The Fragrance of God

The Fragrance of God 1: Reading of this post.

I like aromatherapy: you might already be aware that I love Chemistry. Some scientists I know are quite dismissive of aromatherapy, and if it is to prevent the danger of avoiding to seek medical attention and opting for a more “natural” approach instead, I am on board with that. Those who do aromatherapy, rather than a bit of tinkering with it like me, will be the first to say that if there is a medical condition, aromatherapy is not a substitute for medical care. However, I am not able to dismiss aromatherapy as worthless because I am aware that plants have often provided the insight and the raw materials for the medicines that chemists have extracted, developed and refined: quinine for malaria treatment and aspirin being two obvious examples. From my perspective, plants are very clever at making a variety of chemicals which we are able to use for all sorts of amazing things – they are to be respected. In my bathroom, I have a poster that I bought in the house where I made my first ever eight day Ignatian IGR, and it is there as a reminder that this room for me, is a place of profound healing as experienced in some of my imaginative prayers, including one at the end of the first week of the Spiritual Exercises.

The Fragrance of God 2: Reading of this post.

St. Ignatius refers to three powers of the soul in the Spritual Exercises:

…will consist in using the memory to recall…and then in applying the understanding by reasoning….then the will by seeking to remember and understand all to be the more filled with…

So, too, the understanding is to be used to think over the matter more in detail, and then the will to rouse more deeply the emotions.

The Spiritual Exercises of St. Ignatius trans. Louis J. Puhl S.J.

Since we are using our imagination in the prayer, this is linked to memory as the first power. The sense of will Ignatius describes here is not so much as “mind over matter” but more of what is in the heart. Ignatius encourages us to use all three powers of the soul in the imaginative contemplations in the Exercises and there is a type of repetition which is explained in the first day of the second week, which is frequently called “application of the senses”.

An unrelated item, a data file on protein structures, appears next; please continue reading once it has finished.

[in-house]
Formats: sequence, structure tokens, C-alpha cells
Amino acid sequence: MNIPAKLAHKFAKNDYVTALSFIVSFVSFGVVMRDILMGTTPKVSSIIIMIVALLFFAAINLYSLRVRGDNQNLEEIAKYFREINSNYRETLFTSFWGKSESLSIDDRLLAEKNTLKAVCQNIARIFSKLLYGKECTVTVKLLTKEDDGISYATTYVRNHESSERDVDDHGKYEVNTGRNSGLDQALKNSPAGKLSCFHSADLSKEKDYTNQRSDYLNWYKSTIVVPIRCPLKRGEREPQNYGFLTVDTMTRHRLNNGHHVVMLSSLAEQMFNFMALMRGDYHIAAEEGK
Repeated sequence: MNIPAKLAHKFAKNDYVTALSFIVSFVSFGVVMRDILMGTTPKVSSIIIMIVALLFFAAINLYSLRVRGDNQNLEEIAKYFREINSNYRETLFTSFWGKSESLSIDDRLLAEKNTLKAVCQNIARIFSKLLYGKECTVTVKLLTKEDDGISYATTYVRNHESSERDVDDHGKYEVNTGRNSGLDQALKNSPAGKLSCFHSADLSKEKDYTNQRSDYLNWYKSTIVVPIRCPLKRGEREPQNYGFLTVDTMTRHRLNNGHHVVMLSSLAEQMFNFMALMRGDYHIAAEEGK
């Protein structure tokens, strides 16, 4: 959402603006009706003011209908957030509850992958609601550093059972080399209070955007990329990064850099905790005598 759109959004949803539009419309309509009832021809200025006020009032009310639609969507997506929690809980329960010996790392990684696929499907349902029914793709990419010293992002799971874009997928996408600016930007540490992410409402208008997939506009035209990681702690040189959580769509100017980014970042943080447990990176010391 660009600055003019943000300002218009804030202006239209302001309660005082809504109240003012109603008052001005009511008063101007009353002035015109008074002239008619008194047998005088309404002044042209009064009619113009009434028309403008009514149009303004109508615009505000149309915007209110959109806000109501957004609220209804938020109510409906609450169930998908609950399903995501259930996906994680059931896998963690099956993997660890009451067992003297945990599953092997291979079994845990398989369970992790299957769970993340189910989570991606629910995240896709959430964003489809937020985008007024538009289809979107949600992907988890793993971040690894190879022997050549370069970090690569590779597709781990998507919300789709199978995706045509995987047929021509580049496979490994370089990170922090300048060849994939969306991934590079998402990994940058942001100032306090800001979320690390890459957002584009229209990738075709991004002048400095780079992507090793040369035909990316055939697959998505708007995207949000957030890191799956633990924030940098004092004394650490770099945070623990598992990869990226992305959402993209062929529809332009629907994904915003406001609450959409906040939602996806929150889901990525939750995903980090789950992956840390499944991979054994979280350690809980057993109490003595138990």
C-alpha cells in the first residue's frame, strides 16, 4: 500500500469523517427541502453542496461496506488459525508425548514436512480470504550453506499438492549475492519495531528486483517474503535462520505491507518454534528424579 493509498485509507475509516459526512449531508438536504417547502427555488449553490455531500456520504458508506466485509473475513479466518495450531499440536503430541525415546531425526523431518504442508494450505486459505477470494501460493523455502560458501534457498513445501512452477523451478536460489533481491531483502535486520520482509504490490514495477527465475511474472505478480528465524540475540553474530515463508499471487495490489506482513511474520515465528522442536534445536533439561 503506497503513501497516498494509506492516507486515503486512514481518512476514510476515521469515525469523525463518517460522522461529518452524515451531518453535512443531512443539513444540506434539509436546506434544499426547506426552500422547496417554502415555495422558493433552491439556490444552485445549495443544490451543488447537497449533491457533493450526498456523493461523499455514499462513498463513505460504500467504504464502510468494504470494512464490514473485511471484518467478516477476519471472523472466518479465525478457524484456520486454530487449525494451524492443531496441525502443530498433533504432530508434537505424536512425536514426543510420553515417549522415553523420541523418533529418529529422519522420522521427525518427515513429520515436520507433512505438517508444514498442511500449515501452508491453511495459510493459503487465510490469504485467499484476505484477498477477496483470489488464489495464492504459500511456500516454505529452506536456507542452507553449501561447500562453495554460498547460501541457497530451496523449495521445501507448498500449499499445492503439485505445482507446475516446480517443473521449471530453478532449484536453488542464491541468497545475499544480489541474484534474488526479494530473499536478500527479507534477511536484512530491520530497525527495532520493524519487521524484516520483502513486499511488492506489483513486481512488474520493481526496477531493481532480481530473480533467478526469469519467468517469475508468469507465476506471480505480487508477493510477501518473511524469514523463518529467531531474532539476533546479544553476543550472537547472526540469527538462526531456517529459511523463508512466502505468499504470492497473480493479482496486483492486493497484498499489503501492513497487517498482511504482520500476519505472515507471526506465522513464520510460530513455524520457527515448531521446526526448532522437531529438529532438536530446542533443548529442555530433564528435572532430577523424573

After the preparatory prayer and three preludes, it will be profitable with the aid of the imagination to apply the five senses to the subject matter of the First and Second Contemplation…

The Spiritual Exercises of St. Ignatius trans. Louis J. Puhl S.J.

If you have used any of my Imaginative Contemplation guided prayers, you might have noticed that I spend some time at the beginning of the prayer in the Composition of Place part, noticing what is around in the scene in connection with all of the five senses. Although these guided prayers are not repetitions, I am applying the principles of this part of the exercises in my guided prayers to ground the prayer in the body. I think it is extremely clever of Ignatius to introduce The Application of the Senses explicitly into the Exercises when the we begin to contemplate The Incarnation (although he has already led us through the process in contemplating hell in the first week) because it makes our prayer more concrete: it brings our awareness of God into our body; it makes God corporeal. The process parallels The Incarnation itself, and there is power in it. God is not just out there, transcendent, but is up close and personal, intimate. I cannot dismiss Him as not really understanding what it is like because He is divine and is not subject to the same struggles as I am, whether I do this subconsciously or otherwise. The grace we ask for in the second week is: